7. 7. Business901 Podcast TranscriptionImplementing Lean Marketing SystemsA very recent one is called "Bare Bones Change Management,"where he lays out his framework for managing change in ITorganizations, based on his experience of being a CIO and havingto lead these kinds of initiatives and having to build up achange-management capability in order to be successful.I think the combination of my evolutionary approach with Bobsstructured framework and his CIO-level experience is really astrong combination, and together weve created a package thatwill enable us to teach organizations to create effectivechange-management capabilities.Then they can go ahead and pick whatever methods andtechniques they want to adopt, and hopefully install thosemethods, techniques, and practices successfully rather thangetting into the bottom of a J curve and panicking.Joe: When you talk about business change management, can itbe a project-plan-type environment? Can you do it that way?David: I think lots of people try to do it that way, that theythink, OK, we know the target, in the same way that we know therequirements for our IT project. So we know the organizationaldesign that we want as an outcome, or we know the process wewant to be following as an outcome. Perhaps we even have agood way of testing whether weve gotten there or not, some wayof recognizing the practices being performed, the artifacts beingcreated, some mechanism for appraising whether weve reachedthe goal. And were either taking that target from some textbookor weve employed some consultants to come in and design are-org, an organizational change, a new process. They could beusing all sorts of methods for that. It could be Six Sigma. It couldbe Lean. It could be theory of constraints. There may be severalothers. They may have some customized, hybrid method thattheir consulting firm has branded and sells directly. Change is Best when it Evolves Copyright Business901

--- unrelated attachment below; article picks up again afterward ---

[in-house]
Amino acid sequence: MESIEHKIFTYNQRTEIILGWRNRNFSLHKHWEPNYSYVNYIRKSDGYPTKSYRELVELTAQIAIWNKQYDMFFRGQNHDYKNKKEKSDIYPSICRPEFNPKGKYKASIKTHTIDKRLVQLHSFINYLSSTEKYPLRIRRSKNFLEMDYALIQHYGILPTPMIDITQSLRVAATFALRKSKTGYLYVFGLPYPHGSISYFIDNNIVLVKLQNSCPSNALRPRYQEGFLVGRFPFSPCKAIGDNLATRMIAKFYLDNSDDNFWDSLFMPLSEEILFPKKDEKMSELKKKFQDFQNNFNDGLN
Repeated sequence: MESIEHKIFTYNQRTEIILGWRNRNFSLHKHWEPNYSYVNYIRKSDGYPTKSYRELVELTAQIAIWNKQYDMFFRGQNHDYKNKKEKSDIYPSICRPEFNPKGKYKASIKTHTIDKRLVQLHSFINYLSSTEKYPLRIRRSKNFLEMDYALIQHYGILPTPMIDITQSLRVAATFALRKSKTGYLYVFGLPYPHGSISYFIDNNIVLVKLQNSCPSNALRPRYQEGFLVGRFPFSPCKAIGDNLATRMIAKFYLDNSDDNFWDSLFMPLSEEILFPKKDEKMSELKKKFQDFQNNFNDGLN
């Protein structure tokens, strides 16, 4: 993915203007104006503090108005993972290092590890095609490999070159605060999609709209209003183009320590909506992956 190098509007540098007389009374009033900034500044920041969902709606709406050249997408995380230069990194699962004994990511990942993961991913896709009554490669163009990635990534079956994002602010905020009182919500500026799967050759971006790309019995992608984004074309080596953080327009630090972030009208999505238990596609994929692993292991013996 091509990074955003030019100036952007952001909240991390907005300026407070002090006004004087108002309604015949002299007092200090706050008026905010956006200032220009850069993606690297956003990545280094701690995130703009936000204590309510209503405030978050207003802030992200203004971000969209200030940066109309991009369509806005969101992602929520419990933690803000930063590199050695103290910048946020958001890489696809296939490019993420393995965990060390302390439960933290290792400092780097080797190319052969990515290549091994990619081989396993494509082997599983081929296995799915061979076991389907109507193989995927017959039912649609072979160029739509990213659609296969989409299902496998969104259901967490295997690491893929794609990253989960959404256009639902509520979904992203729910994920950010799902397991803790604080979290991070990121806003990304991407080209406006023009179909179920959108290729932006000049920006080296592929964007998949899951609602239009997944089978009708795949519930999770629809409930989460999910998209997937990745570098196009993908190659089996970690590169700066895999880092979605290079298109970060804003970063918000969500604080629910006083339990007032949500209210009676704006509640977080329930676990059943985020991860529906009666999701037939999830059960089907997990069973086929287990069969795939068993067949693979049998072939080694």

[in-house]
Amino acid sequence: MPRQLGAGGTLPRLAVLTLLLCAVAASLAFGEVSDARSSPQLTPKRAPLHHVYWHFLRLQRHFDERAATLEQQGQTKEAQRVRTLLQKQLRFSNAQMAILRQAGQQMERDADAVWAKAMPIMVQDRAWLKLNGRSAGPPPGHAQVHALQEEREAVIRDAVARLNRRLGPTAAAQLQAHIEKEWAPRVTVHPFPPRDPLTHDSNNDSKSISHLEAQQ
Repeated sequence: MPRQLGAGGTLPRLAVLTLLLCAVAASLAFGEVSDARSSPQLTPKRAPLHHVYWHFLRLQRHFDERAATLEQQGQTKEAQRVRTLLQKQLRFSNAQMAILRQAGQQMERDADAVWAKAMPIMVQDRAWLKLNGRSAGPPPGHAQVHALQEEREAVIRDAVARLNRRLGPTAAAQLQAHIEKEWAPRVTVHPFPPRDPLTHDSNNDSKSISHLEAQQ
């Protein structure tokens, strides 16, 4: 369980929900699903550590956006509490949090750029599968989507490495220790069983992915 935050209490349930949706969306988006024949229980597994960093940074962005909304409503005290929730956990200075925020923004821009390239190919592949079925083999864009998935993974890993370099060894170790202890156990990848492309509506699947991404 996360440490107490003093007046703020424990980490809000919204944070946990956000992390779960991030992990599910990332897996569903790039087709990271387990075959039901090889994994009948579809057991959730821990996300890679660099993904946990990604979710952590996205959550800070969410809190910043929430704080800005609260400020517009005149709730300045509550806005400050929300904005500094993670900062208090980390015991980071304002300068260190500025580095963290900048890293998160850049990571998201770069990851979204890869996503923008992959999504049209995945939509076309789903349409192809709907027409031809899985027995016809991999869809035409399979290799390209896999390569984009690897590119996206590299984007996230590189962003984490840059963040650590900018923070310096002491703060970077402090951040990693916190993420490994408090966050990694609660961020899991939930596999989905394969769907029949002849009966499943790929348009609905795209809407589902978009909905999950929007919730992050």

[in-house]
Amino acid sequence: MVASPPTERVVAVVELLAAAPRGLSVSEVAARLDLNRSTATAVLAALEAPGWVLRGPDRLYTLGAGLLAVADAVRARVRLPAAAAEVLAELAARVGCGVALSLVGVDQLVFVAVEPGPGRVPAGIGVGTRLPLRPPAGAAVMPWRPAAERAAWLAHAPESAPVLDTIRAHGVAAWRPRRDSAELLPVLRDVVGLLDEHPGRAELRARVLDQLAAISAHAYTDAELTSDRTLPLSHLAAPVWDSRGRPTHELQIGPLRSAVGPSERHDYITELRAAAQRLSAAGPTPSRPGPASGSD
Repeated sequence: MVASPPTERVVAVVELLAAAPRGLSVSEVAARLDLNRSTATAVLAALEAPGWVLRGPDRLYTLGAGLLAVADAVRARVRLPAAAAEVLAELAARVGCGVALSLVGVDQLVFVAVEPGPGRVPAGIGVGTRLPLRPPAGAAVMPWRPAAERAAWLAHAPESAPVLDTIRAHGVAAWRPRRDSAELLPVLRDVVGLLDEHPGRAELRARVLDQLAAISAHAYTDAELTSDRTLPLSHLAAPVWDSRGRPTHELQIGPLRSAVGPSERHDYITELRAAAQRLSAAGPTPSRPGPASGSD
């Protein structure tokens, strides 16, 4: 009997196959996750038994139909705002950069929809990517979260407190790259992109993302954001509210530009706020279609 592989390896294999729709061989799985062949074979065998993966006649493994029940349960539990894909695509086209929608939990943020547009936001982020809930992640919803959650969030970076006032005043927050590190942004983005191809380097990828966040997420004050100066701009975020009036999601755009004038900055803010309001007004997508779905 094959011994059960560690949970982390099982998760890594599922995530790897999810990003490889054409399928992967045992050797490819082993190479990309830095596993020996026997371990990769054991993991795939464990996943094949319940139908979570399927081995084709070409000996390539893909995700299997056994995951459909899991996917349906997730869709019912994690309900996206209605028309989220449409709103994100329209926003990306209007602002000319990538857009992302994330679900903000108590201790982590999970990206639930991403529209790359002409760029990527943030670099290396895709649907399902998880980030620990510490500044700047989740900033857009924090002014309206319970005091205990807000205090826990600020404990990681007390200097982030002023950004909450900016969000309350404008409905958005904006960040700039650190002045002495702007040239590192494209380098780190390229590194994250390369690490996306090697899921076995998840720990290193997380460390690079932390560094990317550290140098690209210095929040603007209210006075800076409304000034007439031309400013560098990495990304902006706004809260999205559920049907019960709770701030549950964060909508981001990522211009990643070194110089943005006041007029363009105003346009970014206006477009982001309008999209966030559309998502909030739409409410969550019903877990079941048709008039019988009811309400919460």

8. 8. Business901 Podcast TranscriptionImplementing Lean Marketing SystemsWhat it amounts to is someone comes in and designs the targetprocess that should be adopted and the target organizationalstructure. Then someone creates a project plan for it, just likethey would with a set of requirements for an IT system, and theyfigure out which people will need to do which tasks and in whatorder and perhaps what training may need to be delivered and soon, and they go ahead and they execute against that plan.And unfortunately, to quote the phrase from the military, the plannever survives engagement with the enemy. And the enemy inthis case is people resist, and that resistance is often deeplyemotional because the change is perceived as being an attack ontheir self, their person, their self-image, their identity, or theidentity of the group theyre a member of, or it affects their socialstanding.As Bob would say if he were here on this interview, theyll look atthe proposed change and theyll say, "Theres nothing in it forme." In fact, it may be deeper than that. They might look at theproposed change and say, "Not only is nothing in it for me; theonly thing in it for me is significant career and personal risk.The best that can really happen from this change is that I surviveit. And the worst that could happen is that I end up with lowersocial status, lower self-esteem, lower respect from my peers,perhaps even a demotion, certainly a job-title change, andperhaps left being asked to pursue practices and skills that at themoment. I dont have competence or expertise in.Many individuals look at these proposed planned life skillchanges. They think, "Theres nothing positive in this for me, andthere is really only a downside." As soon as they start thinkingthat way, they resist. The plan that was made with all the best ofintentions does not survive that. Thats where these changeinitiatives get into trouble. Change is Best when it Evolves Copyright Business901